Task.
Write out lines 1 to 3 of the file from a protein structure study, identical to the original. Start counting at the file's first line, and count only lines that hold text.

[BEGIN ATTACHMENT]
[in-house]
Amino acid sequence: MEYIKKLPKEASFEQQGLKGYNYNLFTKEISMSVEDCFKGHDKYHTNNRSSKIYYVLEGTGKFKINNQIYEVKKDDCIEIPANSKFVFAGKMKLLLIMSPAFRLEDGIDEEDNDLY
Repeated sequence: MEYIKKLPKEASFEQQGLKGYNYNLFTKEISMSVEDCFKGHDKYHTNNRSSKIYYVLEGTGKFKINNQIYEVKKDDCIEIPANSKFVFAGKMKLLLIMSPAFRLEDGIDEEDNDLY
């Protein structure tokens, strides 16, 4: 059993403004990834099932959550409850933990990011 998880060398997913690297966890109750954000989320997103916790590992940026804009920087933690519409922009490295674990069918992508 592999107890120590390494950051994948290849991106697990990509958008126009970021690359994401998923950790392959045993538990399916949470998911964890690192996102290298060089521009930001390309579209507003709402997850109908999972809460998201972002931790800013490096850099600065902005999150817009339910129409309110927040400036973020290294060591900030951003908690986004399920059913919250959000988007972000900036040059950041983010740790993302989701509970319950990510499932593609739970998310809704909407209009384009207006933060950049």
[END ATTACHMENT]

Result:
[in-house]
Amino acid sequence: MEYIKKLPKEASFEQQGLKGYNYNLFTKEISMSVEDCFKGHDKYHTNNRSSKIYYVLEGTGKFKINNQIYEVKKDDCIEIPANSKFVFAGKMKLLLIMSPAFRLEDGIDEEDNDLY
Repeated sequence: MEYIKKLPKEASFEQQGLKGYNYNLFTKEISMSVEDCFKGHDKYHTNNRSSKIYYVLEGTGKFKINNQIYEVKKDDCIEIPANSKFVFAGKMKLLLIMSPAFRLEDGIDEEDNDLY